War of the Rebellion: Serial 014 Page 0153 Chapter XXIII. CORRESPONDENCE, ETC.-UNION.

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pushed on to day as far as Kent Court-House, 29 miles from Richmond.

We have taken a large number of prisoners, all of whom have been given passes to go back to Williamsburg, not wishing to be encumbered by taking them along.

The advance will be made to Kent Court-House to-morrow morning, from which point reconnoitering parties will be pushed in advance and on our left.

I am, very respectfully, your obedient servant,

GEORGE STONEMAN,

Brigadier-General, Chief of Cavalry, Commanding Advance Guard.

FORT MONROE, May 8, 1862 - 11 a. m.

P. H. WATSON,

Assistant Secretary of War:

An attack on Sewell's Point will be made to-day. Commander Rodgers whit three gunboats moved this morning up the James River toward Richmond. We shall advance directly on Norfolk. Cannonading up the James River can be distinctly heard at this moment, supposed to be our gunboats attacking the Yorktown and Jamestown, that went up two night ago. Report says that al the tobacco, oil, and cotton are being removed from Norfolk. Things are moving now.

EDWIN M. STANTON,

Secretary of War.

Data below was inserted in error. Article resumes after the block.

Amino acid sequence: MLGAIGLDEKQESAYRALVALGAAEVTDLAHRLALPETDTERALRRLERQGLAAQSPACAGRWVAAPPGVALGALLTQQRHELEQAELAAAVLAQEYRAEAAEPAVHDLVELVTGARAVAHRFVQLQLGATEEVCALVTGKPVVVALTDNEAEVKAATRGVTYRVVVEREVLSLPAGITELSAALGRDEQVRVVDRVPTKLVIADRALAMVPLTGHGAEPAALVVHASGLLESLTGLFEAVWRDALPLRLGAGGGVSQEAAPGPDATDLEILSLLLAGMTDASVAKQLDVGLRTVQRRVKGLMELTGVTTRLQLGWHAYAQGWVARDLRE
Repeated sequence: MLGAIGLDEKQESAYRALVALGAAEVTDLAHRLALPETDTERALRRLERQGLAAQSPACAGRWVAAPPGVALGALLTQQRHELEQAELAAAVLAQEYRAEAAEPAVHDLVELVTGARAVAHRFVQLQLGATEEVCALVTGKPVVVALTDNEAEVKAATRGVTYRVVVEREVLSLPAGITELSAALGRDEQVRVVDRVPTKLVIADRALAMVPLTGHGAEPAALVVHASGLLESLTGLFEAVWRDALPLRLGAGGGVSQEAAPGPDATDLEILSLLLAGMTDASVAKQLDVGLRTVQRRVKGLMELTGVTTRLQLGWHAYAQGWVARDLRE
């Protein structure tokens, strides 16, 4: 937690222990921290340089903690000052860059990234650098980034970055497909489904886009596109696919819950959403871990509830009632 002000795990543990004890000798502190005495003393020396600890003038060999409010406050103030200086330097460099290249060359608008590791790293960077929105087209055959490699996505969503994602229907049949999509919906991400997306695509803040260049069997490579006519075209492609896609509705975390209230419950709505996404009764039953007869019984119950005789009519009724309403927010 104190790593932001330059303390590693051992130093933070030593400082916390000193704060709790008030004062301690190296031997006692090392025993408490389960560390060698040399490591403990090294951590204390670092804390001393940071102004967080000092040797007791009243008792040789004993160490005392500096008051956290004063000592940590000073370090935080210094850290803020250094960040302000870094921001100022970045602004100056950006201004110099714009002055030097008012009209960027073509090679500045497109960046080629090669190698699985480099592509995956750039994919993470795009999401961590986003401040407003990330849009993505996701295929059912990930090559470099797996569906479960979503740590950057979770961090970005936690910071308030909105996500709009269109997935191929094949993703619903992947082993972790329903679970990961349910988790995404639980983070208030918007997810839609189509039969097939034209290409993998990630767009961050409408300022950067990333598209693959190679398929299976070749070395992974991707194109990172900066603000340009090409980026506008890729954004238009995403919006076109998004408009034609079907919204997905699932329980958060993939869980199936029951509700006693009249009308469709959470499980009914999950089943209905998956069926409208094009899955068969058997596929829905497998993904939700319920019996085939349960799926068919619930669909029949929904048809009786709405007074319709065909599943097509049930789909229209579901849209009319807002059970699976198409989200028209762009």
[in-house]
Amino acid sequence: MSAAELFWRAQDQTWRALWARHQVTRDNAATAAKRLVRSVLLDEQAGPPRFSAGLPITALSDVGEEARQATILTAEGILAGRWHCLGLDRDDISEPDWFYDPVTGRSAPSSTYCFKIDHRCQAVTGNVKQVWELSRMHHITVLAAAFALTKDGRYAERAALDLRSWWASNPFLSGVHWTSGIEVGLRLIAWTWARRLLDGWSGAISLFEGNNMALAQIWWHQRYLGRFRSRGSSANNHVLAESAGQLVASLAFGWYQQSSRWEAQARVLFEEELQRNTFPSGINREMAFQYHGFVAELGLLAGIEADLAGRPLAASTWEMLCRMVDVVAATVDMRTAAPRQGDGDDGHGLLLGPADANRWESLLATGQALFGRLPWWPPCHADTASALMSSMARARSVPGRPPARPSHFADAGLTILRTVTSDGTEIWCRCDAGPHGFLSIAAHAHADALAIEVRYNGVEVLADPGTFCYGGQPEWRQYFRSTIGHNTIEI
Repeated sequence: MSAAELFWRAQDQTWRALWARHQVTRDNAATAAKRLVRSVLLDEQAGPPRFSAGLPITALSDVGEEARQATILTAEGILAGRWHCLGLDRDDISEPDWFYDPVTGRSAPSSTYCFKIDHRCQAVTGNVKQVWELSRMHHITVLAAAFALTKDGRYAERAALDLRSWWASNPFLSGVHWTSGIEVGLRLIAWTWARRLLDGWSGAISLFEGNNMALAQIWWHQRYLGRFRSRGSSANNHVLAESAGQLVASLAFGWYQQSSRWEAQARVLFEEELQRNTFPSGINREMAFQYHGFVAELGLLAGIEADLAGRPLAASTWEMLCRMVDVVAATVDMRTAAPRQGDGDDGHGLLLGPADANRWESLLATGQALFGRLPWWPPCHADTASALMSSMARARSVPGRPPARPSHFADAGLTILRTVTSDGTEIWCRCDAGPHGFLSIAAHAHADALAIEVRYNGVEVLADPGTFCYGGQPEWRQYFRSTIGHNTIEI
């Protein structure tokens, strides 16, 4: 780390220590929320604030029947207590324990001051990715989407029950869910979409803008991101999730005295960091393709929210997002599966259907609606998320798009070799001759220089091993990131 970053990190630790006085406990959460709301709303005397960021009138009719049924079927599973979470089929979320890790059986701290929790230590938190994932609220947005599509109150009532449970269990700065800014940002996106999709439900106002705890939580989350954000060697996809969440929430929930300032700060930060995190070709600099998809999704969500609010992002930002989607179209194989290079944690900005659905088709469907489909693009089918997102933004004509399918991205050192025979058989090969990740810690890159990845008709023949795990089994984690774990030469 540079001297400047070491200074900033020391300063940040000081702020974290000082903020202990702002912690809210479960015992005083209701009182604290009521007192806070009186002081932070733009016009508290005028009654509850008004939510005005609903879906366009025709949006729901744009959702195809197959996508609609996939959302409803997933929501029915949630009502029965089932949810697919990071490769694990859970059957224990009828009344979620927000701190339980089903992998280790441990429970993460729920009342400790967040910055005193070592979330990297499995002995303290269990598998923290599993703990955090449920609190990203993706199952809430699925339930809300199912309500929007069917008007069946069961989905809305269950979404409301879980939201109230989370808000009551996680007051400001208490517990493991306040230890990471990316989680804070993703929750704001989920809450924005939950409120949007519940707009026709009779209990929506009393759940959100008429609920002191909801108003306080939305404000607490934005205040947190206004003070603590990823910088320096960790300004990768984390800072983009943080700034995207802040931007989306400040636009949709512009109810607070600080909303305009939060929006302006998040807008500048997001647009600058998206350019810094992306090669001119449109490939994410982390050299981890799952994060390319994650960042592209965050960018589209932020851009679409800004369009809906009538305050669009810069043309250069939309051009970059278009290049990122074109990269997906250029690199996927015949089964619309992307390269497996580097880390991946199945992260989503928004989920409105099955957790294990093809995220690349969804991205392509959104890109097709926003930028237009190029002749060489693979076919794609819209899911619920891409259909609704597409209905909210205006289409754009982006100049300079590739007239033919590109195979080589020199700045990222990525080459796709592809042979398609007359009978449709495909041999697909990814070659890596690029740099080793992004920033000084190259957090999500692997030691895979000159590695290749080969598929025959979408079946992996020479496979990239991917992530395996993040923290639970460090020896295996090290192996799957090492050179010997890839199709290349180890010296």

FORT MONROE, May 8, 1862 - 2 p. m.

P. H. WATSON,

Assistant Secretary of War:

The President is at this moment (2 o'clock p. m.) at Fort Wool, witnessing our gunboats - three of them, besides the Monitor and Stevens - shelling the rebel batteries on Sewell's Point. At the same time heavy firing up the James River indicates that Rodgers and Morris are fighting the Jamestown and Yorktown up the James River. The boom of heavy cannonading strikes the ear every minute. The Sawyer gun in Fort Wool has silenced one battery on Sewell's Point. The James rifle wounded on Fort Wool also does good work. It was a beautiful sight to witness the boats moving on to Sewell's Point, and one after another opening fire and blazing away every minute. The troops will be ready in an hour to move. The ships engaged are the Dacotah, the Savannah, the San Jacinto, the Monitor, and the Stevens. The Merrimac has not made her appearance, but is expected in the field every minute. A rebel tug came over this morning, and the deserters said the Merrimac was at Nortfolk when they left.

EDWIN M. STANTON.

WILLIAMSBURG, (Received May 9, 1862, 12.19 a. m.)

Honorable E. M. STANTON,

Secretary of War:

I respectfully ask permission to reorganize the army corps. I am not willing to be held responsible for the present arrangement, experi-